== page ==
TABLE 3
Engine
Dual Thruster
Conventional EPTs Engine
Attribute NSTAR NEXT 50 cm ‘A’ ‘B’ ‘C’
Beam Area,  625 1257 1963  625 1257 1963
cm2
Discharge 2138 3334 5490 6776 7954 9192
Chamber
Anode
Surface
Area, cm2
Anode 3.42:1 2.65:1 2.80:1 10.84:1 6.33:1 4.68:1
Surface
Area to
Beam Area
Ratio of  3.17:1 2.39:1 1.67:1
Dual
Thruster
Engine-to-
Conventional
EPT
Anode Area
The comparatively-large surface area of the dual thruster engine anode compared to either beam area alone or anode area of conventional EPT's of the same or similar beam areas allows for operation at higher discharge currents. This enables operation at much higher power levels, thereby taking full-advantage of the current-extraction capability (perveance) of the ion optics.
Several other design features and attributes of embodiments of the dual thruster-engine are noted here, with continued reference to FIG. 6.
The Hall-effect component 610 of the dual thruster engine may be of conventional construction, using a solenoid electromagnet (not shown) to create the appropriately-shaped radial magnetic field at the exit plane of the channel. Use of a centrally-located cathode 698 and implementation of the extensible-channel concept (to enhance life time) employed on the NASA GRC HiVHAC low power Hall-effect thruster may be used in the dual thruster.
A ring-cusp magnetic circuit is shown within the annular ion discharge chamber 620, created by rows of alternating-polarity rare-Earth permanent magnets 670 attached or embedded within the surfaces of the annular discharge chamber surfaces 622, 626. Magnetic shielding 676 may be added between the exterior of the Hall-effect discharge 678 and the ion exhaust annulus 640 to separate the magnetic circuits of the two discharges. Alternately, it may be possible to use the fringe-magnetic field created by the Hall-effect discharge solenoid magnet—which would naturally penetrate into the annular ion discharge chamber 620 without shielding—and shape it by appropriate application of magnetic materials within the walls of the annular ion discharge chamber 620 to generate and control the discharge plasma in this zone. This would be with the potential benefit of reduced mass by elimination of the rare-Earth permanent magnets 670.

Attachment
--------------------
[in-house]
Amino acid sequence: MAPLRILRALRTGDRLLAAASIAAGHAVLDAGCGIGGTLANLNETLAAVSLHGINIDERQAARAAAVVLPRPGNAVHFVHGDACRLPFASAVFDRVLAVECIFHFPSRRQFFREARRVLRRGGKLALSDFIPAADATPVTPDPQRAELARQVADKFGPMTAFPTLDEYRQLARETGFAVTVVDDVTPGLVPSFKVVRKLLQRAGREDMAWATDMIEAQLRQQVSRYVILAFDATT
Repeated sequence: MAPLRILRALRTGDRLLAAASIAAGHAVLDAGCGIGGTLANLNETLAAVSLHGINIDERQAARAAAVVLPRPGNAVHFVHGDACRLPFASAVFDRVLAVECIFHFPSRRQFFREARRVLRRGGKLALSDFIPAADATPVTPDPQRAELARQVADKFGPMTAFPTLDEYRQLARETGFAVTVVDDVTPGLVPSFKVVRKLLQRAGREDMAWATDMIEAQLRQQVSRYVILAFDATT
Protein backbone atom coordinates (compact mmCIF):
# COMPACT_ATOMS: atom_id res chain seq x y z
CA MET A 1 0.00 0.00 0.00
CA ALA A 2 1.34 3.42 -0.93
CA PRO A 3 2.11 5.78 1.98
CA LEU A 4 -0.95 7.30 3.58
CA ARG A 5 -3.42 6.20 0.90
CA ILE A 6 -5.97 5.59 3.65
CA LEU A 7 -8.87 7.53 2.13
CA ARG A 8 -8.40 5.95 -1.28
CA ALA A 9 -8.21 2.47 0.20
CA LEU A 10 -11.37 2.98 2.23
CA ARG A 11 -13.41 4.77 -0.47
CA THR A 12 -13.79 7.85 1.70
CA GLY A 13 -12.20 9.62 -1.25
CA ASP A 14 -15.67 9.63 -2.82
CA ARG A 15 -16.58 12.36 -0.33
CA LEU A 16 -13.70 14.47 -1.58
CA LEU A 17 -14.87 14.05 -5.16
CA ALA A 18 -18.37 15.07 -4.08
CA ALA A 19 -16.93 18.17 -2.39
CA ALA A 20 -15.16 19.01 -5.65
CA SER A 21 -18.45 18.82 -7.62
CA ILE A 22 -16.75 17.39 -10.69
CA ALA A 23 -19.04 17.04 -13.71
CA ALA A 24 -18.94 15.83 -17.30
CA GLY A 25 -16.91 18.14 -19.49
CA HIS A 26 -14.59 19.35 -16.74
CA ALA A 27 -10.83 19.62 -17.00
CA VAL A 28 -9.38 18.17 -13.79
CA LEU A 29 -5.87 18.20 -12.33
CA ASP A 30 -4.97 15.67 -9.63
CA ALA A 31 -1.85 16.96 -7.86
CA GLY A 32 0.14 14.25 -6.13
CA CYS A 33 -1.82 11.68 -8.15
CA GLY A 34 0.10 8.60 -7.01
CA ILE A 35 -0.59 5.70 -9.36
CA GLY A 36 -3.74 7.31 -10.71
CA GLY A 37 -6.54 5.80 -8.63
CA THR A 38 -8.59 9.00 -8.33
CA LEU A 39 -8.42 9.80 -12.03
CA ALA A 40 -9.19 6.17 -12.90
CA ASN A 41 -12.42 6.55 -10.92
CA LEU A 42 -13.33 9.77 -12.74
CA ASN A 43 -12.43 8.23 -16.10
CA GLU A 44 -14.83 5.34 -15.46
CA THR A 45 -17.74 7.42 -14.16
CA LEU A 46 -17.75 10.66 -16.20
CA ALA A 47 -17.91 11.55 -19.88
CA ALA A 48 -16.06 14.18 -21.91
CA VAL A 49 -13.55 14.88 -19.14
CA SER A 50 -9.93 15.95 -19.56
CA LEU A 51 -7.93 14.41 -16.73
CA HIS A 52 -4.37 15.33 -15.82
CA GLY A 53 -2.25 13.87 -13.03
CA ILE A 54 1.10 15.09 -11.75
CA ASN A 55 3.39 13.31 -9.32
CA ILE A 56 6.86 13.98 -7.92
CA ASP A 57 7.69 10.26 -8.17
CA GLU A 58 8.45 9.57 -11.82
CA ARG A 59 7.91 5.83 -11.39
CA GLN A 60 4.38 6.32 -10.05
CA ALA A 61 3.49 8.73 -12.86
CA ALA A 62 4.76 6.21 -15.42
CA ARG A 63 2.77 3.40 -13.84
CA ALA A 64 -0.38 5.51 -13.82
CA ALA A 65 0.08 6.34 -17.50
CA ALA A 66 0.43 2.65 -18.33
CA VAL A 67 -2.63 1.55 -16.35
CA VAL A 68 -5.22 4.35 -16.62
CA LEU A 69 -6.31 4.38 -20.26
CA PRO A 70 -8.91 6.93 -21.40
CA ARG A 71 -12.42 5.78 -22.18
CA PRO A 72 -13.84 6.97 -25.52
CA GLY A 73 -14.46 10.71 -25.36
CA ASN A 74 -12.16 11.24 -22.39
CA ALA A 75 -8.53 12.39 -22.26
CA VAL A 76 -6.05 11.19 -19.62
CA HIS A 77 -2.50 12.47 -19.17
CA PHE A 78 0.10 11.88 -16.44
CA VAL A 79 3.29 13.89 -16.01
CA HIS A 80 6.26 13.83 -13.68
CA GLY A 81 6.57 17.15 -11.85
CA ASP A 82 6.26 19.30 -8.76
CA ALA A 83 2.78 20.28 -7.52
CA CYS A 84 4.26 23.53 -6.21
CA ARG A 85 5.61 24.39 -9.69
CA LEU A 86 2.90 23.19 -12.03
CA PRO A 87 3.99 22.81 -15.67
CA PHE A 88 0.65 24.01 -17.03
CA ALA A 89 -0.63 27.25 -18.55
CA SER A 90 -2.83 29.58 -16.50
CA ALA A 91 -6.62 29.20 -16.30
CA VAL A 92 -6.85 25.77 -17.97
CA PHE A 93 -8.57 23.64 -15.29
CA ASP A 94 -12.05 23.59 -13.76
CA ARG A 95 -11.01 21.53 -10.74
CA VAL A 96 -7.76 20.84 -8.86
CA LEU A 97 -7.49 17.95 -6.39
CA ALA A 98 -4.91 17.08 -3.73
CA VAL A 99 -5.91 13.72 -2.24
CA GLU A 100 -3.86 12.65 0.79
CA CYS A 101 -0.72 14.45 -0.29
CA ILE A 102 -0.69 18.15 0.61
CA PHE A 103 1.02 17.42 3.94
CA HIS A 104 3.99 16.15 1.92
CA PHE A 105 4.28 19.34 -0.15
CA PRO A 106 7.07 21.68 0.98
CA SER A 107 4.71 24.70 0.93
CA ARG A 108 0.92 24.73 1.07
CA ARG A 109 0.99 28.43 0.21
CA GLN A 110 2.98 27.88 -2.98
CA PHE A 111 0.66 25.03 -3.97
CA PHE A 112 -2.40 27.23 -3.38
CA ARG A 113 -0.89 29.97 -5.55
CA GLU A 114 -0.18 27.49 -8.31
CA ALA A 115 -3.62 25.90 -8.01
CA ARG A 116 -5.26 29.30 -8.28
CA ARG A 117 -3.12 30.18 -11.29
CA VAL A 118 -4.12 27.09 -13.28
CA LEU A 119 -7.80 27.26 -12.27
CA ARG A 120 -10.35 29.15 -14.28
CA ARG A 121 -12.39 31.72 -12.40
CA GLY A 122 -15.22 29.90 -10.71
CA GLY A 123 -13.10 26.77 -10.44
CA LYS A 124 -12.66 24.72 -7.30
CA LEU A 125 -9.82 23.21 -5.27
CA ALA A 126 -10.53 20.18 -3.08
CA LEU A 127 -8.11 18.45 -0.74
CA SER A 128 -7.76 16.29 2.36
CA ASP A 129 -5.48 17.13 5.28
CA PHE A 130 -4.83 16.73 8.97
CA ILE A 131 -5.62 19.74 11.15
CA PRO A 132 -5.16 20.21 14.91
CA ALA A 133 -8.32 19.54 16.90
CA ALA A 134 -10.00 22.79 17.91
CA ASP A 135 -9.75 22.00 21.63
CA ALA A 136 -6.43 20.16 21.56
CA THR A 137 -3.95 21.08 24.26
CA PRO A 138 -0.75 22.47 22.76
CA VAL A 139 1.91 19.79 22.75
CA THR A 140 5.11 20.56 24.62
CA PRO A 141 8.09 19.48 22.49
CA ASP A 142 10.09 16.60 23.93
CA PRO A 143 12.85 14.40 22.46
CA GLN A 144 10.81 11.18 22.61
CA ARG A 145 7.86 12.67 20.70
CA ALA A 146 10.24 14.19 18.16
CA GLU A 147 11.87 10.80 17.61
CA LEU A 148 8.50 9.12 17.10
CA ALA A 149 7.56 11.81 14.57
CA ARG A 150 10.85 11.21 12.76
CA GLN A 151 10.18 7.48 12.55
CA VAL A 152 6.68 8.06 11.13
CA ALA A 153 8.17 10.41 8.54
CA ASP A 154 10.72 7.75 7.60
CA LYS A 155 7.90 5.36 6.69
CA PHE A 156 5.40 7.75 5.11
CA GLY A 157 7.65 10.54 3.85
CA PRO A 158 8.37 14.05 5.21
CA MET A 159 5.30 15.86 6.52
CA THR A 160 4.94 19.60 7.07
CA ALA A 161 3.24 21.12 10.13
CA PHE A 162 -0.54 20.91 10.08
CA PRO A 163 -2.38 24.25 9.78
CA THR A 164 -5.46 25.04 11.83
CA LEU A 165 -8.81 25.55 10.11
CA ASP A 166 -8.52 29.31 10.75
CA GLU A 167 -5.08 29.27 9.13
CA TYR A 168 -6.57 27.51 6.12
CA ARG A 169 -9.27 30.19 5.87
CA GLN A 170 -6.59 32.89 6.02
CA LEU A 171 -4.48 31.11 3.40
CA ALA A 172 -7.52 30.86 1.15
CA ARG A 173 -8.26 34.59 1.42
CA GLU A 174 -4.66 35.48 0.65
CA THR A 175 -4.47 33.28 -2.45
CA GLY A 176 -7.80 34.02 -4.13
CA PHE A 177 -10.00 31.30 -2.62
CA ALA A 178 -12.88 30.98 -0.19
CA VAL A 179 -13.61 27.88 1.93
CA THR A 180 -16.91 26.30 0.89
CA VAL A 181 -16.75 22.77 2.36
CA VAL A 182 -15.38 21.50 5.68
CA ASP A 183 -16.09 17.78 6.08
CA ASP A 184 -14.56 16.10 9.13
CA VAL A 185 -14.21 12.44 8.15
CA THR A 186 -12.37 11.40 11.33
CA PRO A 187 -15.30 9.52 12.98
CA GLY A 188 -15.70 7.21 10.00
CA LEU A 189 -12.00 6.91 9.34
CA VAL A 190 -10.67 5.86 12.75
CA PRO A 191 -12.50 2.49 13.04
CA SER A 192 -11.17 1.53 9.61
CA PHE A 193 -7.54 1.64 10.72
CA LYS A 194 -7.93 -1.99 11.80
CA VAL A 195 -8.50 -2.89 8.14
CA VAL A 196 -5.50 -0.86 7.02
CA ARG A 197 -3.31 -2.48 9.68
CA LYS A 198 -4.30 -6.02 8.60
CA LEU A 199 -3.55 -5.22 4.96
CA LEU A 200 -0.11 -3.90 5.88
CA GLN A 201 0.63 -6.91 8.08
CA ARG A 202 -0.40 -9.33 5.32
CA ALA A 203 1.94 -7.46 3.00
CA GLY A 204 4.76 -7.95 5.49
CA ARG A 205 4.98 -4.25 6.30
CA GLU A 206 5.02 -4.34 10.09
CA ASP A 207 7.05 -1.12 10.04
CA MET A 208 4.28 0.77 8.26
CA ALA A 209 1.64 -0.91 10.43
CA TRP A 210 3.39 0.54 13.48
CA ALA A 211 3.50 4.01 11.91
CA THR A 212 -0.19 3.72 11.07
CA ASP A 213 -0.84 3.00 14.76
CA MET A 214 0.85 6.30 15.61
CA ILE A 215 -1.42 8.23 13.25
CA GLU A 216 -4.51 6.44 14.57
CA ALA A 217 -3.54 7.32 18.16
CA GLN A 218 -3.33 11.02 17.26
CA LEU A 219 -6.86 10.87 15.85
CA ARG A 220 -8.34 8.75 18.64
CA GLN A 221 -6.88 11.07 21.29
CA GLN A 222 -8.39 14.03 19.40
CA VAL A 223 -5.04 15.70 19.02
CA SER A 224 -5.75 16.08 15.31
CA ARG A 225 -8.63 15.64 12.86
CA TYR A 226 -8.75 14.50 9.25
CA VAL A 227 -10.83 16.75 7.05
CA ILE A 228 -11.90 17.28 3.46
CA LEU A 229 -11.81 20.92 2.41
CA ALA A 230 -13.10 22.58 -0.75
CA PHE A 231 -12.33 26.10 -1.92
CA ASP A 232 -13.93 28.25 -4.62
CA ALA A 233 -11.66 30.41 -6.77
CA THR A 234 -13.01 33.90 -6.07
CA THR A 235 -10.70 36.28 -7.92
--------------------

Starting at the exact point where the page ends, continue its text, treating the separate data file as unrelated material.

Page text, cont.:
The annular discharge chamber 620 of the ion thruster component 600 may include a conventional discharge cathode assembly (DCA) 662 to generate the discharge plasma.
Typical ion thrusters require 3 separate propellant feeds; a Hall-effect thruster 2 propellant feeds. In one embodiment a dual thruster uses a total of 4 separate propellant feeds: one each for the ion discharge 680 and Hall discharge 694; one for the ion DCA 664; and one for the central common NCA 698.
The annular discharge chamber 620 of the ion thruster component 600 may use a ‘reverse-feed’ plenum which may inject the propellant from the ion optics-end of the discharge backwards, giving it an initial axial velocity component resulting in an increased neutral atom residence time and improved propellant efficiency.
The dimensions of the channel width and depth of the Hall-effect component 610 would be defined by the intended operating power level(s).
The annular area of the ion optics 630 would be established by the intended operating power level(s), which would then establish the electrode span (and discharge channel width) and overall dual thruster outside diameter.
The depth of the annular ion component discharge chamber 620 may include a tradeoff of electrical and propellant efficiencies, maximum desired input power, and overall dual thruster mass. It may be, for example, most effective mechanically and magnetically to match the channel depths of the ion thruster component 600 and the Hall-effect component 610.
With reference now to FIG. 7, a simplified electrical diagram for a dual thruster is shown. Of note is that sufficient commonality exists in the requirements associated with the ion thruster component 600 beam power supply and the Hall-effect component 610 anode power supply that this function could be performed by a common power converter.